“The failure of the ’96 Atlanta Olympic Games, considered the worst in history, was a foregone conclusion.” This is stated today by senior officials of the Barcelona’92 Organizing Committee. Business city, transportation center and headquarters of Coca Cola, the capital of Georgia took over from the city of Barcelona, but it was arrogant and barely listened to the experiences and advice of its predecessors.
Based on the maxim that “the Games are what journalists explain in their respective countries”, Barcelona’92 represented a revolution in technology and information technology at the service of more than 12,000 accredited informants. Due to the secrecy of the South Koreans and the limited information obtained about what happened in Los Angeles’84, since the Americans wanted to charge for any report, at COOB’92 they managed to innovate. They learned a little more about the events at the Winter Games in Calgary, but there were no pages for journalists in their press center.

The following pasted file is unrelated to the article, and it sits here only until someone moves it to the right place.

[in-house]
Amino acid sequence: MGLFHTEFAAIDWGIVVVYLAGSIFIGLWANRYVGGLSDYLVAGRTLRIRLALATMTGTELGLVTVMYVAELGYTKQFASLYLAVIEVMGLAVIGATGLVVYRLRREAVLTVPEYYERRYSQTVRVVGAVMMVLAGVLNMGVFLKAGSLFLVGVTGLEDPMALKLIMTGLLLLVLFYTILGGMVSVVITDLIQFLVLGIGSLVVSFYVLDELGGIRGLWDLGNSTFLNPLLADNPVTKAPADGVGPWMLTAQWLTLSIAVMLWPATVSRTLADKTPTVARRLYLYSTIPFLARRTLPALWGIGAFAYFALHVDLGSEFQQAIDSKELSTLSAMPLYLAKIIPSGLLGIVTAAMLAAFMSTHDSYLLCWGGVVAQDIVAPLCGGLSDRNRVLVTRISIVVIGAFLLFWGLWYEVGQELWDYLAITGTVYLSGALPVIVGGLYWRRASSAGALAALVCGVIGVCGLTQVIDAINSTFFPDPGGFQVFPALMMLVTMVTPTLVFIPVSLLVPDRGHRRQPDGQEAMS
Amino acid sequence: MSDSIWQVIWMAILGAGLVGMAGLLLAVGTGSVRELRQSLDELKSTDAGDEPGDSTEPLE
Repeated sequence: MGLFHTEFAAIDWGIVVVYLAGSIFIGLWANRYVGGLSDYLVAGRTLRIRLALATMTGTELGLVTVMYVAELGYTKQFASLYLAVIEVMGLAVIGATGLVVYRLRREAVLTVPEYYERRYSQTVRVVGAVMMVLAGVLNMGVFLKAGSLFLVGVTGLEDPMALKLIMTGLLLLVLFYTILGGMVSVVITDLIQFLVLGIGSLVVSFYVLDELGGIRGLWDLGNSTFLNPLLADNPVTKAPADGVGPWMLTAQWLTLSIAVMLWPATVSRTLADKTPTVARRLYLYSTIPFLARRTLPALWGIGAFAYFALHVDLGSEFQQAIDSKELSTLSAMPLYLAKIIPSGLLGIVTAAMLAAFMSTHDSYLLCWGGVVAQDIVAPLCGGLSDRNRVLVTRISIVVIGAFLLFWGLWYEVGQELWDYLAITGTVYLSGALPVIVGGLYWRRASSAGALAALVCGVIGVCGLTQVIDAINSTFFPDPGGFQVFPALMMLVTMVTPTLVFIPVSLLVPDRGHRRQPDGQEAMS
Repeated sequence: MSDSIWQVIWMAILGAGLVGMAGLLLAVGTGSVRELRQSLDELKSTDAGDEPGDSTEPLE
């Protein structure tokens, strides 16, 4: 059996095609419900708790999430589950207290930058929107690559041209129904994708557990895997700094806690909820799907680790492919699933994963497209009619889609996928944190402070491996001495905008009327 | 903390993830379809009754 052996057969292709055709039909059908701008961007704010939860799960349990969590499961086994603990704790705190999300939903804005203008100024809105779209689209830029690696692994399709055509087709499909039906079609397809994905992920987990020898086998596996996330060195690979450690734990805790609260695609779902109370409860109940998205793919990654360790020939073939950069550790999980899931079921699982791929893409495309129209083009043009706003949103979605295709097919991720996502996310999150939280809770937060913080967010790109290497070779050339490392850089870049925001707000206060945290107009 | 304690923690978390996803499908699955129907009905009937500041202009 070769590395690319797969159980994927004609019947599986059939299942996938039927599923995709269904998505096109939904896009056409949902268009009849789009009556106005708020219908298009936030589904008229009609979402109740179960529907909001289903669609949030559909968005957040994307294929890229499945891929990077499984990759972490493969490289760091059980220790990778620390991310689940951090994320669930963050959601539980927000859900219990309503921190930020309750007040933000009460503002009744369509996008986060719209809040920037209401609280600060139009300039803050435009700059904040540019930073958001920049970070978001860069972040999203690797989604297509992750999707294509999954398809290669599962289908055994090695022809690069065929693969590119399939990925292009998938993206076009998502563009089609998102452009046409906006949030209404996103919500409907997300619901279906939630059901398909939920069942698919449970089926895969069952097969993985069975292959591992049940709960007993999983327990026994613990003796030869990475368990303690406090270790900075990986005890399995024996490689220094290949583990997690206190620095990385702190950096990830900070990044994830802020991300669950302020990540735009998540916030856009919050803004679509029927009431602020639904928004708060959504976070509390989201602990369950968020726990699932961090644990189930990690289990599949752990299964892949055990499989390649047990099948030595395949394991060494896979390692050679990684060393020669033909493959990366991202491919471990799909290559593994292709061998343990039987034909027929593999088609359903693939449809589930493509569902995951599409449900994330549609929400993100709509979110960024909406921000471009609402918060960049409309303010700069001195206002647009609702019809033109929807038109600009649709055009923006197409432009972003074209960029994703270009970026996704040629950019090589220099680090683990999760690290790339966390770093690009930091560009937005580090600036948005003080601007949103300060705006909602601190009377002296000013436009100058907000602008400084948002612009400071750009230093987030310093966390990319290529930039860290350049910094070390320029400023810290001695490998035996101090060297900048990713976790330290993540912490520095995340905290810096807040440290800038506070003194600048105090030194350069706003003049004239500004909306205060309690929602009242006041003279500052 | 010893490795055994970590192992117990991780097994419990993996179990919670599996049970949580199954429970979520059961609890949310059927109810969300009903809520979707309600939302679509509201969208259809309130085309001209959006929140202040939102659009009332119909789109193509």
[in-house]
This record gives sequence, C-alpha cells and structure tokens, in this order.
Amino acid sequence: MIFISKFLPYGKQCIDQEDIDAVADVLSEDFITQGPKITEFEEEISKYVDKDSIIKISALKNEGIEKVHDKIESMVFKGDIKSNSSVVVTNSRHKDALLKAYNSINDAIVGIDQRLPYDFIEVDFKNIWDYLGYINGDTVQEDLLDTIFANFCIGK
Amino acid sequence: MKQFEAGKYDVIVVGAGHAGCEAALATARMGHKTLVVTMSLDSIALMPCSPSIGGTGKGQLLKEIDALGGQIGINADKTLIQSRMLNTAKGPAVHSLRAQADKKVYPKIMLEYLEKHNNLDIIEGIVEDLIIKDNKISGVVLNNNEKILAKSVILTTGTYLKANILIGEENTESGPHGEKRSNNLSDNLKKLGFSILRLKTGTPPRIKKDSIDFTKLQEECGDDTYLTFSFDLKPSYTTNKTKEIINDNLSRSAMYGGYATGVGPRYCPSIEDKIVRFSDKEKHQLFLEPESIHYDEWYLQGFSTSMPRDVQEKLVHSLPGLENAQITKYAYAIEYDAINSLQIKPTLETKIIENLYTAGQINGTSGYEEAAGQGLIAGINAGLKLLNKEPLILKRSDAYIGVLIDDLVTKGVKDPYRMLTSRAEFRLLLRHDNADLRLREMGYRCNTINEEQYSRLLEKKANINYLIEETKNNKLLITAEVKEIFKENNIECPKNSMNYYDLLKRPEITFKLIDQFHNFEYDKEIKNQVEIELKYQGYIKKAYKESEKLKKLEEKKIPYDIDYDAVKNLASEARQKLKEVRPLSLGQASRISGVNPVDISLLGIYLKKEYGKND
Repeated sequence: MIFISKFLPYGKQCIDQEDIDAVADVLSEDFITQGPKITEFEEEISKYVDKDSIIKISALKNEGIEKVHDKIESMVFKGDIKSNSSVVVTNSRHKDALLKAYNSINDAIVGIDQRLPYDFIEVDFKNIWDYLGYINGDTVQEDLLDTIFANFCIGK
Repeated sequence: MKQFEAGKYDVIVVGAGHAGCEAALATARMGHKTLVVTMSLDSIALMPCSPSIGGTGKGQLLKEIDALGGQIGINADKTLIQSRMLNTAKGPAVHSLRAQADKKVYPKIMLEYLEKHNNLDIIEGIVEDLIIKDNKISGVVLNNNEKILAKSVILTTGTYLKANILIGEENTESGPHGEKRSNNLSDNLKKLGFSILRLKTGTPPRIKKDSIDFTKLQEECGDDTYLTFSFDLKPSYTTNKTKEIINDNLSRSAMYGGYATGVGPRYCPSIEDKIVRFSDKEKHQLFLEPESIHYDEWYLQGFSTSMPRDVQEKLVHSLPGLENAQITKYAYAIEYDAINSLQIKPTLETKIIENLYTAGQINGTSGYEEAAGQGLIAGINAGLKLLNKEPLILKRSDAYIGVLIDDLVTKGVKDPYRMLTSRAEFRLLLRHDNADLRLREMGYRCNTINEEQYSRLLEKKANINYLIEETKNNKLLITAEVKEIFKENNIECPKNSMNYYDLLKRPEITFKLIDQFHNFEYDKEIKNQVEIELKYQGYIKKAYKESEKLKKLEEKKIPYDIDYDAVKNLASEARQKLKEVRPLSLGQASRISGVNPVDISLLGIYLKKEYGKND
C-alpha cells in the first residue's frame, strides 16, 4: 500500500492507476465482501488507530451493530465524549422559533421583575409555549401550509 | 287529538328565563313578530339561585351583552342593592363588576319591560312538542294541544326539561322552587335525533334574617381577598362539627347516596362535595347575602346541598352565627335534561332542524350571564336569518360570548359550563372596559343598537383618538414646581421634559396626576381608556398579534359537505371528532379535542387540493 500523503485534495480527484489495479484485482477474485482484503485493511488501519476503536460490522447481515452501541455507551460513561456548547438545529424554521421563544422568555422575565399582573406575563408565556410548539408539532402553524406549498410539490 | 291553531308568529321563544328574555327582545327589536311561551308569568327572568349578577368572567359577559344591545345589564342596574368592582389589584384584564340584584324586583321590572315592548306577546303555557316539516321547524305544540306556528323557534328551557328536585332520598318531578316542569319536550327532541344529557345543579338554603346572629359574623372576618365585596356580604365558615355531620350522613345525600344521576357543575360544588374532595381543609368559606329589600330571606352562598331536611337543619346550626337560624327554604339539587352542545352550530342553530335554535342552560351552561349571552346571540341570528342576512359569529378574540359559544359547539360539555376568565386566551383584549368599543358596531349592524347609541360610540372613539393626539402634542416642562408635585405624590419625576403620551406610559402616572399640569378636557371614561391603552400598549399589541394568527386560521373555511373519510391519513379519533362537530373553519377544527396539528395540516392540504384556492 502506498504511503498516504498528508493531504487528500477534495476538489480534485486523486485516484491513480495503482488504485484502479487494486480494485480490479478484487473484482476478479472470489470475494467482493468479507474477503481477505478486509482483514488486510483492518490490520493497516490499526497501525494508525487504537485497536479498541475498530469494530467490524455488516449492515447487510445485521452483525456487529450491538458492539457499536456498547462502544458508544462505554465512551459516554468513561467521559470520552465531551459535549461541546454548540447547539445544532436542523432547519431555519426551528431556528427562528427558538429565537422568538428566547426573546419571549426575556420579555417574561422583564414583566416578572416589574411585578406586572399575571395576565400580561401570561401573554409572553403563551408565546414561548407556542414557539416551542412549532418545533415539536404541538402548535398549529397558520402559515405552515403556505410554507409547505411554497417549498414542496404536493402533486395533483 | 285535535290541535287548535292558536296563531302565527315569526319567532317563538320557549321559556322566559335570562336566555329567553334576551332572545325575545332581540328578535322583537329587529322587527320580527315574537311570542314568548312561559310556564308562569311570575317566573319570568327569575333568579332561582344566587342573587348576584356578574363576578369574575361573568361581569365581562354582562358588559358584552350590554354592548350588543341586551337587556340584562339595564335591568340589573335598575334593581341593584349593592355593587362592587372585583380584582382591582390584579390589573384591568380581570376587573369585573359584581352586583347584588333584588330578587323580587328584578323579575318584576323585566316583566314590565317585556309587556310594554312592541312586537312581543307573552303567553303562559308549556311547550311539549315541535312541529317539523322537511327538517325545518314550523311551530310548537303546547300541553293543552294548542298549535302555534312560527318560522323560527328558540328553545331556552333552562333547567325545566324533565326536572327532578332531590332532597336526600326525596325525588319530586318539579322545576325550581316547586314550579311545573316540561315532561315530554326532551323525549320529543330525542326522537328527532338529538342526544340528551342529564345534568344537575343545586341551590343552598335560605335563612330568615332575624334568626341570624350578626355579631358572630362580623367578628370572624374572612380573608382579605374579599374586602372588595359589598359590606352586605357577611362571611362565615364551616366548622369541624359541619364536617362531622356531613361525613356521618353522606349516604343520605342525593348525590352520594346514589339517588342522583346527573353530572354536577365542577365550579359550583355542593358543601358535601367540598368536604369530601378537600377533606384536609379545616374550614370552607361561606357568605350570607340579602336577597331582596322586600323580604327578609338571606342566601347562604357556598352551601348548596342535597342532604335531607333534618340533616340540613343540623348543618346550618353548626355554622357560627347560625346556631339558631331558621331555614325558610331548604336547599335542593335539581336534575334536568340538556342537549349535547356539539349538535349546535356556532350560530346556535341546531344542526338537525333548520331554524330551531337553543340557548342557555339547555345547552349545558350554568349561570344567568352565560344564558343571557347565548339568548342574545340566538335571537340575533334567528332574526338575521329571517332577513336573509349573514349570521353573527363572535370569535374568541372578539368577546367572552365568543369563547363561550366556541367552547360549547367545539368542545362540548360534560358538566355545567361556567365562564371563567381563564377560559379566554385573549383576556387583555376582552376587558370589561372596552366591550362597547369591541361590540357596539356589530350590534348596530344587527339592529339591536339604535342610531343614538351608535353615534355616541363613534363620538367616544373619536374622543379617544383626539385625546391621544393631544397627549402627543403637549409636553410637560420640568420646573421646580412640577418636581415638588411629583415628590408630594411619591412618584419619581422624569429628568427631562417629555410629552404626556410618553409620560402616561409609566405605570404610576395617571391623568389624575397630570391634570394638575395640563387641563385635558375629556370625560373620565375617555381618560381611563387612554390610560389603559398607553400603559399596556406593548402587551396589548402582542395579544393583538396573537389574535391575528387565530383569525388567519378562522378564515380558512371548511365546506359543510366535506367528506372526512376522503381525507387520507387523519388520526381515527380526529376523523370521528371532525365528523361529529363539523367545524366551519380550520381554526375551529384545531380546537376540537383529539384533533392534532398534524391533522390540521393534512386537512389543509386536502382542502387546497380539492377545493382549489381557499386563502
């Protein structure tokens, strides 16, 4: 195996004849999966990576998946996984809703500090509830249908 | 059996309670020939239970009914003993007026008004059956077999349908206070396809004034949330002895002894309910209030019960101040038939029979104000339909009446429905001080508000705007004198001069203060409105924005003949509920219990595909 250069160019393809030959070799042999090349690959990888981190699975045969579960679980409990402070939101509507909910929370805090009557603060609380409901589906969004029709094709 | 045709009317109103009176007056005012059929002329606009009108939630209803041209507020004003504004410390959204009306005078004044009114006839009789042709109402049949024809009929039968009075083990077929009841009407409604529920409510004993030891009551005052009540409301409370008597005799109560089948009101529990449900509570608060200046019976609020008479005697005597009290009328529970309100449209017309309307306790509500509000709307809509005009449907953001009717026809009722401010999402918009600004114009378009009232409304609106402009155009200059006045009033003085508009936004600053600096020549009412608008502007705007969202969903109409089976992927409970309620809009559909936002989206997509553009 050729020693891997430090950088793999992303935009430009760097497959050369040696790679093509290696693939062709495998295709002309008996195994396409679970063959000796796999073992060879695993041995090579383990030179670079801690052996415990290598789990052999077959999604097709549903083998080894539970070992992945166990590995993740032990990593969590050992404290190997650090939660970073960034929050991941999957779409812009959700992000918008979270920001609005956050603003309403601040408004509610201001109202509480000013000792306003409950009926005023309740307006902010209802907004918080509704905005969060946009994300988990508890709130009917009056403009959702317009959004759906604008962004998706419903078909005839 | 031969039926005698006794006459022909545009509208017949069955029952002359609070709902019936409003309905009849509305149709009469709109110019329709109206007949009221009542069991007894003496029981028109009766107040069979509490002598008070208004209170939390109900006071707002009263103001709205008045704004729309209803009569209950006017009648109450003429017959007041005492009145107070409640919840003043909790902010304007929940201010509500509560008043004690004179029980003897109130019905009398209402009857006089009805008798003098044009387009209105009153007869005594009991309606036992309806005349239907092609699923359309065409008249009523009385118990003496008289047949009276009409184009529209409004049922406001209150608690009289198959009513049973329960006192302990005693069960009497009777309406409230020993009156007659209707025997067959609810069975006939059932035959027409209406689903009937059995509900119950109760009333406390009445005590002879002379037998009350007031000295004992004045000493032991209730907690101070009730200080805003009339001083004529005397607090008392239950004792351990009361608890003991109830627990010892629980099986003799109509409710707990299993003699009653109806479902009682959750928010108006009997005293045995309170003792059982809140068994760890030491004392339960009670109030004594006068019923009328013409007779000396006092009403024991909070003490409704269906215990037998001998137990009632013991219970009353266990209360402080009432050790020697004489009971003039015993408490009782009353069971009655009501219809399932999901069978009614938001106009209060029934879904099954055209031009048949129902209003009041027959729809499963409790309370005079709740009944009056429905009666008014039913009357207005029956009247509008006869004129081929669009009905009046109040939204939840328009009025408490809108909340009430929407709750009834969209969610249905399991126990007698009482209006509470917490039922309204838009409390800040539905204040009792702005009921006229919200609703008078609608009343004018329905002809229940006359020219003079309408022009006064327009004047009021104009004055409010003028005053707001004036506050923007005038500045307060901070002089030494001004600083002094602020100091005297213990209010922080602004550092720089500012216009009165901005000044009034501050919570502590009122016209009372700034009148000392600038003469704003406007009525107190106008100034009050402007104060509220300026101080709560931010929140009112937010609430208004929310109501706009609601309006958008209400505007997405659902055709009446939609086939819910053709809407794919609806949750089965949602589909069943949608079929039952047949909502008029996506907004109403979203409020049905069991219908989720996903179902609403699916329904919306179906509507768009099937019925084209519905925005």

Barcelona implemented a cutting-edge intranet system called AMIC, an acronym for Multiple Access to Information and Communication. It allowed the Olympic family (press, athletes, federations, judges, VIPs, organization, security, volunteers, etc.) to access multiple services in the four official languages of the Games: calendar, results, biographies, histories, transportation, meteorology and even private personal messaging and pager (‘beeper’).
Around 2,000 access terminals distributed among 95 facilities and work for 500 informants, 100 editors distributed in 42 newsrooms, 20 translators and 85 technicians. Nothing was lacking in the 100,000 m2 Main Press Center, double that of Seoul. The 82 bus transportation lines for journalists reflect the dimension of the event.
Until shortly before the inauguration there was suspense because the technology implemented by Telefónica to respond to the double challenge of ’92: the Games and the Universal Exposition of Seville did not work. They were matters of state and everything was settled in time.